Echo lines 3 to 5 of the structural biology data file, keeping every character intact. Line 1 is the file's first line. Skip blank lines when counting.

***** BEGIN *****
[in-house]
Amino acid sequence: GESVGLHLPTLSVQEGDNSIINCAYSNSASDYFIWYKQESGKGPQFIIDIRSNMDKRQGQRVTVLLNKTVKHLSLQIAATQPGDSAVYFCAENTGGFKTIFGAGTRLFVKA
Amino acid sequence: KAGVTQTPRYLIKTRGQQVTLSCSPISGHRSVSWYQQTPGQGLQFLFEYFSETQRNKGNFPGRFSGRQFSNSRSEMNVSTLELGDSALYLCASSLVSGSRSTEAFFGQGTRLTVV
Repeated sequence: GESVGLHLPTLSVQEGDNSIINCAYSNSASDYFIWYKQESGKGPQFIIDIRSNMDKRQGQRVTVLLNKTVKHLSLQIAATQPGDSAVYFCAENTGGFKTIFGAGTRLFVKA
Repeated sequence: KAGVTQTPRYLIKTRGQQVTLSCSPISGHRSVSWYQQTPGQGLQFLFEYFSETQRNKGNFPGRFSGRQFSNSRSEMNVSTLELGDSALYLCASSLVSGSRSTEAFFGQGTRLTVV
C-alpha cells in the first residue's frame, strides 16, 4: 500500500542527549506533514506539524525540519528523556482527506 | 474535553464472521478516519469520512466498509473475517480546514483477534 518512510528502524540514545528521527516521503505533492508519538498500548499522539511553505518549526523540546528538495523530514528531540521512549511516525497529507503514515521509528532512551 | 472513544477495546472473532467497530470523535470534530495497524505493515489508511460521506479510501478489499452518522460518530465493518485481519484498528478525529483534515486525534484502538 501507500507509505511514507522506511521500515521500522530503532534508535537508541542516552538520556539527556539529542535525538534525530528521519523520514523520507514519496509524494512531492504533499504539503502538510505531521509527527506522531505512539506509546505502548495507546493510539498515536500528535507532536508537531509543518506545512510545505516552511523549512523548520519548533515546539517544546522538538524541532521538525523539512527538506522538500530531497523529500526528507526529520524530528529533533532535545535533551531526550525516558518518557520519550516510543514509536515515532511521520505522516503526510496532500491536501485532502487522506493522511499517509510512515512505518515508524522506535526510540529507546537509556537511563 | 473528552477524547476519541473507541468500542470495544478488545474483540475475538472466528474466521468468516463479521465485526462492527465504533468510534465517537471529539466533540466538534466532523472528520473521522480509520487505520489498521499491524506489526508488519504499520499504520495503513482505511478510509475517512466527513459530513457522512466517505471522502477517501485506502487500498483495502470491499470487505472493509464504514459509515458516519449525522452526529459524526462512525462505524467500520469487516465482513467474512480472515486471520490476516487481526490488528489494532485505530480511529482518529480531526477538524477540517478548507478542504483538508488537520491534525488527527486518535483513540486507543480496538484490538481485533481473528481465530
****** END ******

Amino acid sequence: KAGVTQTPRYLIKTRGQQVTLSCSPISGHRSVSWYQQTPGQGLQFLFEYFSETQRNKGNFPGRFSGRQFSNSRSEMNVSTLELGDSALYLCASSLVSGSRSTEAFFGQGTRLTVV
Repeated sequence: GESVGLHLPTLSVQEGDNSIINCAYSNSASDYFIWYKQESGKGPQFIIDIRSNMDKRQGQRVTVLLNKTVKHLSLQIAATQPGDSAVYFCAENTGGFKTIFGAGTRLFVKA
Repeated sequence: KAGVTQTPRYLIKTRGQQVTLSCSPISGHRSVSWYQQTPGQGLQFLFEYFSETQRNKGNFPGRFSGRQFSNSRSEMNVSTLELGDSALYLCASSLVSGSRSTEAFFGQGTRLTVV